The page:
Why do we find a ‘ghost’ stream in the Elham Valley?
The Elham valley ‘bourne’ is one of three intermittent streams which appear in the East Kent Downs (with two more at nearby Alkham and Petham).
The clue to their quirky character lies in the chalk geology that forms the local landscape. The porous chalk bedrock acts like a huge sponge soaking up water from the surface in vast underground aquifers.
Only after particularly wet years and after successive seasons of high rainfall do the ground water levels rise high enough to emerge through the network of fissures and cavities in the chalk, materialising as springs and flowing as the intermittent surface streams known locally in East Kent as ‘nailbournes.’ The origin of the word may come from the old English word ‘nahl’ for intermittent, and ‘ail’ meaning trouble.
The streams are ‘ghosts’ of an ancient landscape. Ten thousand years ago during the last Ice Age, a huge ice sheet covered most of Britain. Though it didn’t reach this far south, the Ice Age created tundra like conditions (just like in Alaska today) and froze the chalk on top of the Downs.
When the glacial ice melted, the ground underneath was still frozen hard. Instead of draining through the chalk and going underground, the torrents of meltwater washed out the softer soil and rock to form the valleys we are familiar with today.
Old wives tales and ‘woe waters’
For centuries the popularly held belief was that the nailbournes rose once every seven years and that their appearance would bring bad luck and disaster, giving them the name ‘woe waters’. Even in late Victorian times when early geographers had begun to put forward scientific theories for their occurrence, local folklore and superstitions still prevailed. The rising of the Elham nailbourne in the spring of 1935 was widely supposed to have been a portent of the death of King George V.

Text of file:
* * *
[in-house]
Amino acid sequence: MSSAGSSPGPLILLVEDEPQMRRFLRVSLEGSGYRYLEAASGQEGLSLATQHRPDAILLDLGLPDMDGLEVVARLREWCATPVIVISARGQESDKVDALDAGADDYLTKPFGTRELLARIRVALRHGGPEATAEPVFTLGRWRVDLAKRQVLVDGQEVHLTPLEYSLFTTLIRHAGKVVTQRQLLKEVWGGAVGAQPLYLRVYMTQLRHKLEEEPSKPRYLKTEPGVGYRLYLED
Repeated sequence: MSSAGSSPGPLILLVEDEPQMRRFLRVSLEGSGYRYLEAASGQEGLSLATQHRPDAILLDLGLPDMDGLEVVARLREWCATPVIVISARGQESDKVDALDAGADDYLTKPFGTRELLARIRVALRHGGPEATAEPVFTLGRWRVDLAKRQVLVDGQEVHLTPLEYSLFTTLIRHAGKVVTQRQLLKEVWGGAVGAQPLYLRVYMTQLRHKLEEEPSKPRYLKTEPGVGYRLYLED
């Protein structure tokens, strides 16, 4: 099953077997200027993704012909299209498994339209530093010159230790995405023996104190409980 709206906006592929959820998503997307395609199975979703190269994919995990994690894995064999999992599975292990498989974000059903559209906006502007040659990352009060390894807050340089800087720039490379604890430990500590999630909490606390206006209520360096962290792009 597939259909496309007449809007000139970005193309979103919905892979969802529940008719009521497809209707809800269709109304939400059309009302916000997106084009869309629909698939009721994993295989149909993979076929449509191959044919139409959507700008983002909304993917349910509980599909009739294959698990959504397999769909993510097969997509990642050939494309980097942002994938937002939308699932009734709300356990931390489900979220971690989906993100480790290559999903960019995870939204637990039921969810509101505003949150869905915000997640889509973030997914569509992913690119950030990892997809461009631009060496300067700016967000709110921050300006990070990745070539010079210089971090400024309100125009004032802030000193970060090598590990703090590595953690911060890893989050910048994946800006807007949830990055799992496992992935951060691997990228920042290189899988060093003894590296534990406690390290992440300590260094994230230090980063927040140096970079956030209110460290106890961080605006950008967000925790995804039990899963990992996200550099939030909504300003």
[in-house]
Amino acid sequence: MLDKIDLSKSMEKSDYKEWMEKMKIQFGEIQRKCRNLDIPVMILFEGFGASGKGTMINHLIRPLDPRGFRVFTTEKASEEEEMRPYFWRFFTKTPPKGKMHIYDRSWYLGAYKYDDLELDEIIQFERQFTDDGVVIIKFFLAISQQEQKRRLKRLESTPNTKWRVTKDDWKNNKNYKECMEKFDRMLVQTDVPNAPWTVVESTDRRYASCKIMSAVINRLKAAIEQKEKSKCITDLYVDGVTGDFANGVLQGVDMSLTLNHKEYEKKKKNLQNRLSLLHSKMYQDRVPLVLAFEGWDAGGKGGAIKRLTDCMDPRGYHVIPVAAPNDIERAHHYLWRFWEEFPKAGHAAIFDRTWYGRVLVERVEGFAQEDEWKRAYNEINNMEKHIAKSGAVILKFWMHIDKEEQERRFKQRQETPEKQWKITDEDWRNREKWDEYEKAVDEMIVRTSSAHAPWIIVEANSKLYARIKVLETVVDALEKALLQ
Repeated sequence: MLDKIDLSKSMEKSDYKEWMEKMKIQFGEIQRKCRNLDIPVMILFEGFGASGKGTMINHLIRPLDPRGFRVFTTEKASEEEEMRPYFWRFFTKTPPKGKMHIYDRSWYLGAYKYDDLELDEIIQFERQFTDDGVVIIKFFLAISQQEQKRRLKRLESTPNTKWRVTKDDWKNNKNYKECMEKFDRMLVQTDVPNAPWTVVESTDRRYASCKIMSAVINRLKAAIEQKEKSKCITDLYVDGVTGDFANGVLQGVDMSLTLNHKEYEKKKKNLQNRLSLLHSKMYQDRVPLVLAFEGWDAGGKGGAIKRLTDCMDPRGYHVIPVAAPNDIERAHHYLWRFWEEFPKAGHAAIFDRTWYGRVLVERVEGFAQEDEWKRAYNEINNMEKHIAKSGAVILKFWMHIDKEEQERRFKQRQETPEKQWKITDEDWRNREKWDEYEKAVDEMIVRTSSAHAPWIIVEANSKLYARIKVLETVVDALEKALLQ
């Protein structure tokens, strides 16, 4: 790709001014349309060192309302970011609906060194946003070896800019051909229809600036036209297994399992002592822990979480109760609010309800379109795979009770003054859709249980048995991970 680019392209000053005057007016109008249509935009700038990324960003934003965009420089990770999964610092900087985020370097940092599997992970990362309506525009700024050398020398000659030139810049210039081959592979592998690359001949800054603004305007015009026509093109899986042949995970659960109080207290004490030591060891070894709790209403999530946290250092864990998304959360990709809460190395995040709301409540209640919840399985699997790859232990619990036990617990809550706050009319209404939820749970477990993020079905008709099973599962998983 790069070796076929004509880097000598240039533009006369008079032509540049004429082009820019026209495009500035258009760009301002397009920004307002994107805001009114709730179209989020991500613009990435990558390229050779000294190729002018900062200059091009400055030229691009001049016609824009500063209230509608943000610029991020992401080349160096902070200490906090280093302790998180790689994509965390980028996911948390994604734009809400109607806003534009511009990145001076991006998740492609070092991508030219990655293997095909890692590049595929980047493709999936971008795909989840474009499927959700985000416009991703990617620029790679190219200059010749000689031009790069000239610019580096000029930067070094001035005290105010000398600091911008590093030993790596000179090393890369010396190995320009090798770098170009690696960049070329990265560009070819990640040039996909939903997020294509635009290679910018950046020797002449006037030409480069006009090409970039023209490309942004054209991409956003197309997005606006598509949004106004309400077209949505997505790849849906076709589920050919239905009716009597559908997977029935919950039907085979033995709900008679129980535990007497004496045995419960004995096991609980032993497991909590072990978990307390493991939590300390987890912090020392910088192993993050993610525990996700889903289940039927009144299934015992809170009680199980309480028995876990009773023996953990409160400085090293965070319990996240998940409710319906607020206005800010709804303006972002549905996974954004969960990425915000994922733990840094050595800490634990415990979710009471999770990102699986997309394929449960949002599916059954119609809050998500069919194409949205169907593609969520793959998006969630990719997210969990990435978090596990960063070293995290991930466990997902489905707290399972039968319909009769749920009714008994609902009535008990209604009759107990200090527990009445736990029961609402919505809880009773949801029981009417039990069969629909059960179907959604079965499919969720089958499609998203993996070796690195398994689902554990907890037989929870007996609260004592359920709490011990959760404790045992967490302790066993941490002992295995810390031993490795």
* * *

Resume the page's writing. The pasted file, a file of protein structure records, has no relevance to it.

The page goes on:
The association with bad luck and misfortune may originate from the legend of St Augustine and the pagan gods. The arrival of St Augustine in Kent in 597 AD coincided with a period of dry summers and winters, leading to poor harvests. Locals who had converted to Christianity, became sceptical of the new religion but when Christian priests prayed for rain a spring gushed forth from the spot where St Augustine had knelt, transforming the parched Elham valley into a green fertile landscape.
The old pagan gods however fought back and the stream dried up, whereupon the ‘angel’ of the bourne descended and the stream returned. It is said that the battle rages to this day, and so explains the periodic recurrent appearances of the stream.
Although the mystery and superstition of the nailbourne risings has been explained away by science their unpredictable appearances continue to fascinate and hold a special identity with the villages and hamlets through which they pass.
The Elham nailbourne is believed to have been the inspiration for the ‘Magic River’ which appears in several of local illustrator Mary Tourtel’s ‘Rupert the Bear’ stories.
Bourne to last?
The unpredictability of the nailbourne flows has always meant that land, roads and property in the valley is periodically flooded.
At Derringstone the valley lane doubles as a makeshift stream bed while elsewhere long-forgotten ditches and channels can suddenly become raging torrents of water overnight.
Ever-increasing village populations bring both expectations for better flood protection and higher demand for groundwater abstraction. Can the natural unpredictability and untamed character of the nailbourne streams be preserved in the 21st century or should the social and economic needs of a growing population take priority ?